Be a World Class Traveller

Strategies for Mastering the Art of Travel

By: Steve Van Knotsenburg, Performance Services, Canadian Sport Institute 


Over the course of your athletic career, there will be plenty of times when you will be required to travel for competition or training. If you plan ahead and have a good strategy, travelling to an event can be just a minor interruption to your daily routine and training schedule. The last thing you want before a major competition is to suffer from avoidable stress or poor quality sleep and nutrition. As a National Team Rower for the past nine years, I’ve flown huge distances from Zambia to Vancouver, made it through overnight bus trips across central Mexico and driven the length of entire continents for events.

The most successful journeys are always the trips that I went into well rested and organized with a properly fuelled body. Over the years I’ve implemented helpful strategies that worked for me, which are included below in hopes of making your future travel a breeze!



 Food and HydrationFRUITreduced
Focus on eating high quality meals; building your immune system prior to travel is a MUST. Eat foods high in antioxidants (see Figure 1) at each meal for the days leading up to departure and consume healthy fats and yogurt. Also, be sure to pre-hydrate for your journey. You should be hydrated at all times but pay special attention to how much water you are drinking during those few days before you travel.


Starting three days before the flight or bus trip, be sure to prioritize quality sleep. Plan to get an extra hour of sleep during the two or three nights before you travel to ensure your body is fully rested. If you are travelling overnight, attaining a solid night’s sleep is likely impossible. When you arrive at the event destination you should be feeling as fresh and rested as possible and not worried about catching up on sleep. You should not be trying to catch up on sleep after you have travelled because your event will likely be soon to follow. Plan ahead and “bank” some extra sleep prior to leaving the comforts of your own bed.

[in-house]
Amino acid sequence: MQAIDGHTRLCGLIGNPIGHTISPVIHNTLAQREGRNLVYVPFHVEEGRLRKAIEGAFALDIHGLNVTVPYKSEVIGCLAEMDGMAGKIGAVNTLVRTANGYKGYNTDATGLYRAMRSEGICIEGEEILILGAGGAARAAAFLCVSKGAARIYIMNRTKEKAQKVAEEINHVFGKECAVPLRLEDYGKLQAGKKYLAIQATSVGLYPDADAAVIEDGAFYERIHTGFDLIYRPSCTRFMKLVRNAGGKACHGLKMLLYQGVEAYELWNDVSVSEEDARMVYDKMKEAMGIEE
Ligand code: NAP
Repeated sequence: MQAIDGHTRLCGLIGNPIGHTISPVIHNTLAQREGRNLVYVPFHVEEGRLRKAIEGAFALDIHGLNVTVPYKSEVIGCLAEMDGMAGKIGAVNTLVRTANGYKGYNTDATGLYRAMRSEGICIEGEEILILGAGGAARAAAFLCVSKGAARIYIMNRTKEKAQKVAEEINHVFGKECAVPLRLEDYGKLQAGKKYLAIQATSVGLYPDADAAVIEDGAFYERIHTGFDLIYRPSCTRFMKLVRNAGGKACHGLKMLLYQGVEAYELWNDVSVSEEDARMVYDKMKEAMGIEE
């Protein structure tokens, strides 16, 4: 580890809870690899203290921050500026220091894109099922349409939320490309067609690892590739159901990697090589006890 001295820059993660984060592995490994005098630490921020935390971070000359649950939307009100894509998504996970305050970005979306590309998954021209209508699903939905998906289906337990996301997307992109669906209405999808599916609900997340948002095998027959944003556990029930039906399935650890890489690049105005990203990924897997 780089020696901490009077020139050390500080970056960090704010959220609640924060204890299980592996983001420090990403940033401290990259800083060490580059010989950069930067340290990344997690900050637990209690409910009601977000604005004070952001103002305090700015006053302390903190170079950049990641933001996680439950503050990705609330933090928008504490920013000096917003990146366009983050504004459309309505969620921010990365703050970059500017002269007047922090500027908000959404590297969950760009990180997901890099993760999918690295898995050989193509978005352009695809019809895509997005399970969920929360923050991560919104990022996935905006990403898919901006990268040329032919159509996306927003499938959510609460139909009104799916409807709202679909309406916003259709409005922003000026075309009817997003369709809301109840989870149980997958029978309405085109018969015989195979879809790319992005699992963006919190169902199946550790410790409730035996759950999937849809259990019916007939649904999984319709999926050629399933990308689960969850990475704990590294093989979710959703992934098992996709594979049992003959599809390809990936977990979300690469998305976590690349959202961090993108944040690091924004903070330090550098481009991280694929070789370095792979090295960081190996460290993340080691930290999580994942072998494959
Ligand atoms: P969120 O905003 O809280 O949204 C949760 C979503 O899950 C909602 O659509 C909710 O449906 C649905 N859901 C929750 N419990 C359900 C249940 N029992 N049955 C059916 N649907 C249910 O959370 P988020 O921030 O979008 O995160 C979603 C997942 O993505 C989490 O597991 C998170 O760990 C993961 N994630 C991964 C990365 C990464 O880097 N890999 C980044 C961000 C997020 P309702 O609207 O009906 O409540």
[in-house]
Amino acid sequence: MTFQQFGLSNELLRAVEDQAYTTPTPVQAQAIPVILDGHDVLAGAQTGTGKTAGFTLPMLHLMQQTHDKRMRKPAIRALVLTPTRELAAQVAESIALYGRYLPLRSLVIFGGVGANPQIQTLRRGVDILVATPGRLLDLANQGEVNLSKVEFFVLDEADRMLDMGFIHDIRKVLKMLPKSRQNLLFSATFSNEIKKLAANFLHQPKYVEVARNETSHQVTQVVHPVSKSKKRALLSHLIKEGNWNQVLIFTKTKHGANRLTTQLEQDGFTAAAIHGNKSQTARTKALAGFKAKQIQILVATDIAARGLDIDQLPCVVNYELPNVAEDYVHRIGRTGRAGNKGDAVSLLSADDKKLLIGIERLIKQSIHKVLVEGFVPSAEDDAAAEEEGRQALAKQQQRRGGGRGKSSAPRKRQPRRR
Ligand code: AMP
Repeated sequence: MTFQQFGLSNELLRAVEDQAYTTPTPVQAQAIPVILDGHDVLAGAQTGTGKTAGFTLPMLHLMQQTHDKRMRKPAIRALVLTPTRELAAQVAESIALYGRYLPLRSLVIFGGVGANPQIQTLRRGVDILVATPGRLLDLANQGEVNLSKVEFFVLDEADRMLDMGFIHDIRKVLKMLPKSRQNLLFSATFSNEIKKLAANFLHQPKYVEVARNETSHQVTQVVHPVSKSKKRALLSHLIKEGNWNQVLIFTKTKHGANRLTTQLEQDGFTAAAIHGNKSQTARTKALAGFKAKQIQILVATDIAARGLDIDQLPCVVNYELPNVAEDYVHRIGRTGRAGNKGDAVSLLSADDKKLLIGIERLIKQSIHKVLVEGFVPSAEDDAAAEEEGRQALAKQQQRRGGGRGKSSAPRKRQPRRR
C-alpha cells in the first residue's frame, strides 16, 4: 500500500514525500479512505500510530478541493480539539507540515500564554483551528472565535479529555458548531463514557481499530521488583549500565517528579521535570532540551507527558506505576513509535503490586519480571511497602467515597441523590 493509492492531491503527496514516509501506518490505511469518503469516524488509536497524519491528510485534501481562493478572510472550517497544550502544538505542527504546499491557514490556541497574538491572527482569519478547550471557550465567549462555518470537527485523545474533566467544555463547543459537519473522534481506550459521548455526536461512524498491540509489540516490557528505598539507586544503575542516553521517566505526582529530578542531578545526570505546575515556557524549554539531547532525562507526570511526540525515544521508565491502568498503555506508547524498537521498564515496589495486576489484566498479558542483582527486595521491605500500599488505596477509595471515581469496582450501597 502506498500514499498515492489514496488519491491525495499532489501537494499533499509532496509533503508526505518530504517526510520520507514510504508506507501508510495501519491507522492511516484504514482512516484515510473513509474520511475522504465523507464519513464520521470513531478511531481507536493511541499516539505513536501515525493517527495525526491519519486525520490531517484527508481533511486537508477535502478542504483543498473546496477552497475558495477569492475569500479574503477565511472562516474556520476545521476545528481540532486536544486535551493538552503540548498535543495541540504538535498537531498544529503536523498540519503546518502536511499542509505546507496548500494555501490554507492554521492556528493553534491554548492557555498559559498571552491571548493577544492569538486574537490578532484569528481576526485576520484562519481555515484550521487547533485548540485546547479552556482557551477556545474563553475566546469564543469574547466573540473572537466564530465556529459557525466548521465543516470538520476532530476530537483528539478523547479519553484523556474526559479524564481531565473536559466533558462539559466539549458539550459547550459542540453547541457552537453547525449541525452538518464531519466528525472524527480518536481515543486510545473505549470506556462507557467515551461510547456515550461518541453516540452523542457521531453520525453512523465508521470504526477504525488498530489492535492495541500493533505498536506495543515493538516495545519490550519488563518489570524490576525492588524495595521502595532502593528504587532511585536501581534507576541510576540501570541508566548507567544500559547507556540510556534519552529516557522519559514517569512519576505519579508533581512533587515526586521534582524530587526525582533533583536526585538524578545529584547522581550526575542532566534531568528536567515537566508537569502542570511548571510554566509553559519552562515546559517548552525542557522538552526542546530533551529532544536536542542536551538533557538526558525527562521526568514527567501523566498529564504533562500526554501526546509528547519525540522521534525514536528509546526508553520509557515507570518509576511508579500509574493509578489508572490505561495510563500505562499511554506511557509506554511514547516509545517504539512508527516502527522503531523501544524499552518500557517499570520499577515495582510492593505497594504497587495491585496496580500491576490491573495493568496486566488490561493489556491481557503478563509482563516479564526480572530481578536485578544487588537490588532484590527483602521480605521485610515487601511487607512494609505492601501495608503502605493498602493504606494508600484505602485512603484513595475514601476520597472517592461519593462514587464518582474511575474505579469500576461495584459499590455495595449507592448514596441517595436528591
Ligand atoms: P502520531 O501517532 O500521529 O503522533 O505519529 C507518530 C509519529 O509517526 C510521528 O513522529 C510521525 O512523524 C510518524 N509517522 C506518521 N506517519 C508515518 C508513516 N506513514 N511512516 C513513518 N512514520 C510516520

One of the biggest concerns with travel is getting sick. Before you leave you should give your immune system the best possible chance to fight off any germs you come in contact with. Be sure to take your multivitamins during the days leading up to departure.


Set some time aside a few days prior to travelling to do laundry and most of the packing. You don’t want to be running around your house the night before leaving, attempting to pack. This will create unnecessary stress that is easily avoided. It is possible to pack ¾ of your gear for the trip two days ahead of time. This allows you to prioritize hydration, nutrition, and sleep the day before departure while maintaining training and activity as you normally would.

Tip: Pack an extra shirt for when you arrive at your destination. Pulling on a fresh shirt can make a world of difference! Show off your team’s travel gear and look sharp as you never know when you’ll run into the media!


Try your best to follow your usual sleeping routine by going to bed at your regular time. If you are crossing time zones, switch your watch to the local time of your destination to help your body adjust. Avoid caffeine six to eight hours before you travel to give your body the best chance at sleeping. Pack items that will help maximize sleep, especially if you are travelling overnight:

  • neck pillow
  • warm sweatshirt
  • eye mask
  • socks
  • earplugs
  • blanket
  • headphones
  • gum

FliteKits™ are loaded with items that you will find useful for travel.